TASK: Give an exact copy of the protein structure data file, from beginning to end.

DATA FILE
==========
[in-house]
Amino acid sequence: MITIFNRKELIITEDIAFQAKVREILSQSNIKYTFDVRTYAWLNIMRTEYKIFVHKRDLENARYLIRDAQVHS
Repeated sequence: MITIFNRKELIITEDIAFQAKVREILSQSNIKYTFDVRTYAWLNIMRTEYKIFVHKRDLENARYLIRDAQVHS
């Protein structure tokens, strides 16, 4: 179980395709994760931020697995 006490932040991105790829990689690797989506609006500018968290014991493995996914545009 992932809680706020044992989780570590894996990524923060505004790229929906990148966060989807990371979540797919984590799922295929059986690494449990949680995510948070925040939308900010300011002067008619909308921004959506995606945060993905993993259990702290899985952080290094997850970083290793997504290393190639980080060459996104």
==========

[in-house]
Amino acid sequence: MITIFNRKELIITEDIAFQAKVREILSQSNIKYTFDVRTYAWLNIMRTEYKIFVHKRDLENARYLIRDAQVHS
Repeated sequence: MITIFNRKELIITEDIAFQAKVREILSQSNIKYTFDVRTYAWLNIMRTEYKIFVHKRDLENARYLIRDAQVHS
């Protein structure tokens, strides 16, 4: 179980395709994760931020697995 006490932040991105790829990689690797989506609006500018968290014991493995996914545009 992932809680706020044992989780570590894996990524923060505004790229929906990148966060989807990371979540797919984590799922295929059986690494449990949680995510948070925040939308900010300011002067008619909308921004959506995606945060993905993993259990702290899985952080290094997850970083290793997504290393190639980080060459996104």